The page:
The Winter Solstice is upon us – in the Northern Hemisphere it will be celebrated today, Monday December 21, at 10:02 GMT.
The winter solstice happens every year when the Sun reaches its most southerly declination of -23.5 degrees. In other words, it is when the North Pole is tilted farthest away from the Sun, delivering the fewest hours of sunlight of the year. The Sun is directly overhead of the Tropic of Capricorn in the Southern Hemisphere during the December winter solstice and is closer to the horizon than at any other time in the year, meaning shorter days and longer nights.
PLUS ON THE SAME DAY – Weather permitting, in a year like no other, the winter solstice will itself be like no other as we gaze at The Great Conjunction of Jupiter and Saturn – the two biggest planets in the solar system. The planets will be visible around 30 to 45 minutes after sunset on December 21. Observers should look 10 degrees above the south-southwest horizon to catch a glimpse of the spectacle.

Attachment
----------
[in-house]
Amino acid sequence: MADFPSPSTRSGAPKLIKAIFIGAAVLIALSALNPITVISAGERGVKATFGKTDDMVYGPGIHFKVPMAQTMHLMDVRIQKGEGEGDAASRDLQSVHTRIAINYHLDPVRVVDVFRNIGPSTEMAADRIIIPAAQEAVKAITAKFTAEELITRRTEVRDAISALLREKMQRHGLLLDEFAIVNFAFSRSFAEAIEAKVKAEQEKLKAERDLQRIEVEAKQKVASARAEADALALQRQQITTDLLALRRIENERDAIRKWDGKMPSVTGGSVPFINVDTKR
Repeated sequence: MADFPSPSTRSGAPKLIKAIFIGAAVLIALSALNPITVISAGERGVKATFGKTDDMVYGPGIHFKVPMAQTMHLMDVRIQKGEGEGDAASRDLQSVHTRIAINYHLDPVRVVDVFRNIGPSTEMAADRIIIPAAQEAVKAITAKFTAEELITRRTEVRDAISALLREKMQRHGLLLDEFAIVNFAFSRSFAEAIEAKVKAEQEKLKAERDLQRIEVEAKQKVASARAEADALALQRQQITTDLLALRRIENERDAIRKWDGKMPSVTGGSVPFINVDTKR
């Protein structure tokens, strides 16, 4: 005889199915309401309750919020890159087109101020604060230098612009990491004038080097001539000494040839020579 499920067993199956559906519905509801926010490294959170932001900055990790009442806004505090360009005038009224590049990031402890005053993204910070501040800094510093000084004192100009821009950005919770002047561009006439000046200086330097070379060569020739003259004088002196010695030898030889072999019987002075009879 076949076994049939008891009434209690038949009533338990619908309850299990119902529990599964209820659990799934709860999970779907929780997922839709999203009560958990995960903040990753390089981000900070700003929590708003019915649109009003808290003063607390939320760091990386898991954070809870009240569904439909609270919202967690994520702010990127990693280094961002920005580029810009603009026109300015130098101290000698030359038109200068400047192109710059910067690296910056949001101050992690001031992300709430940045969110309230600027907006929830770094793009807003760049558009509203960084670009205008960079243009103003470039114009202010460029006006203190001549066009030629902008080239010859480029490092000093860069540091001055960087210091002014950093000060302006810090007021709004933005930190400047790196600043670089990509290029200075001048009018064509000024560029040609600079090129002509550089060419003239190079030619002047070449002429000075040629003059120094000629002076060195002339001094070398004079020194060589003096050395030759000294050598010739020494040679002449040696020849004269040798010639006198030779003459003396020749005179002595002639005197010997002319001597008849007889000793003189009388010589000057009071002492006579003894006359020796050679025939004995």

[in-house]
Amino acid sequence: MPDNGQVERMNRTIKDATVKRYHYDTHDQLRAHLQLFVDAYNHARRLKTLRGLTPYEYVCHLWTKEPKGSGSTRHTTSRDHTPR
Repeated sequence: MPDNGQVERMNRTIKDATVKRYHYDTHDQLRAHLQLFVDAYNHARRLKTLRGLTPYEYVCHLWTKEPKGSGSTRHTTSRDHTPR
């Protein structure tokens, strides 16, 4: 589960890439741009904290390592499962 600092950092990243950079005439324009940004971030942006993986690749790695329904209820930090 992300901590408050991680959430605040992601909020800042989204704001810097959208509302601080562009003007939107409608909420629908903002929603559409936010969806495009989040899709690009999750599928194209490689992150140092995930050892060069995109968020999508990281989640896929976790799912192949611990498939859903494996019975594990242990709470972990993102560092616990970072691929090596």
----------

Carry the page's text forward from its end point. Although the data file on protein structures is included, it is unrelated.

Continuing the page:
The shortest day of the year lasts for 7 hours 49 minutes and 41 seconds in Britain, which is 8 hours, 49 minutes shorter than the June Summer Solstice.
Cultures around the world have long held feasts and celebrated holidays around the winter solstice. Fire and light are traditional symbols of celebrations held on the darkest day of the year.
The day after the winter solstice marks the beginning of lengthening days, leading up to the summer solstice.
Whilst we celebrate our shortest day in the Southern Hemisphere the opposite is true. Dawn comes early, and dusk comes late. The sun is high and the shortest noontime shadow of the year happens there. In the Southern Hemisphere, people will experience their longest day and shortest night.